Avoid overdraft fees by making sure pending payments have cleared before you withdraw any remaining funds. If you want to be extra cautious, you can leave some cash in your old account for a short time to cover any recurring payments you may have overlooked. This will help you avoid missed payment fees, overdraft fees or penalties. Then, you can withdraw remaining funds when you’re ready to close.

Find a bank account you’re happy with

Consider accounts from different banks to find one that better fits your needs.

Why do people close their accounts

The number one reason people look to change banks is because they’re hunting for a better APY (49%).

Bottom line

Closing an old bank account seems complicated, but it doesn’t have to be. All you have to do is find out your bank’s account closure policy, decide what you’ll do with remaining funds and get written confirmation from your bank. Then, you can shop around for a better account.

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Written by


Cassidy Horton is a freelance personal finance copywriter and past contributing writer for Finder. Her writing and banking expertise have been featured in Forbes Advisor, Money, The Balance, Money Under 30,, and other top digital publishers. She holds a BS in public relations and an MBA from Georgia Southern University. See full bio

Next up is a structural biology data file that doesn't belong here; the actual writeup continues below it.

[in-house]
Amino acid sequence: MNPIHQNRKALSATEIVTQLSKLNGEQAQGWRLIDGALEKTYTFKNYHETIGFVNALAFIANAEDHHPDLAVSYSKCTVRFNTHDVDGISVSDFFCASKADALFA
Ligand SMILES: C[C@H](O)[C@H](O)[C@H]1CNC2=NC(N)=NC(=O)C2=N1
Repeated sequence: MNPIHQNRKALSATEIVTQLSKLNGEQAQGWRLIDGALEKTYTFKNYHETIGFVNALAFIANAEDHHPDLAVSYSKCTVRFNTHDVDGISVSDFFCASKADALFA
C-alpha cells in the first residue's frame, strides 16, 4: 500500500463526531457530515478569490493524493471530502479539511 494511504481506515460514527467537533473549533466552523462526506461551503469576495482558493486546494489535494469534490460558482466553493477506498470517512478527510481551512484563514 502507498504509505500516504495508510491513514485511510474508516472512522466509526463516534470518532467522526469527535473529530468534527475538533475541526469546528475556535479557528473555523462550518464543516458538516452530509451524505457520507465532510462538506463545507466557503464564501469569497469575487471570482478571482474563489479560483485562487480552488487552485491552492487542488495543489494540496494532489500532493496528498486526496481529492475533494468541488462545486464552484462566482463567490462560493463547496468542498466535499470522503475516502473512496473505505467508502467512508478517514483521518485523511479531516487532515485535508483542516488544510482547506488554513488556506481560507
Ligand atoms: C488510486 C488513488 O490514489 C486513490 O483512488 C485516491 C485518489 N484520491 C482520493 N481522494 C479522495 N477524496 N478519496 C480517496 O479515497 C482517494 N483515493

Alison Banney's headshot
Co-written by


Alison Banney is the banking and investments editor at Finder. She has written about finance for over six years, with her work featured on sites including Yahoo Finance, Money Magazine and Dynamic Business. She has previously worked at Westpac, and has written for several other major banks including BCU, Greater Bank and Gateway Credit Union. Alison has a Bachelor of Communications from Newcastle University, with a double major in Journalism and Public Relations. She has ASIC RG146 compliance certificates for Financial Advice, Securities and Managed Investments and Superannuation. Outside of Finder, you’ll likely find her somewhere near the ocean. See full bio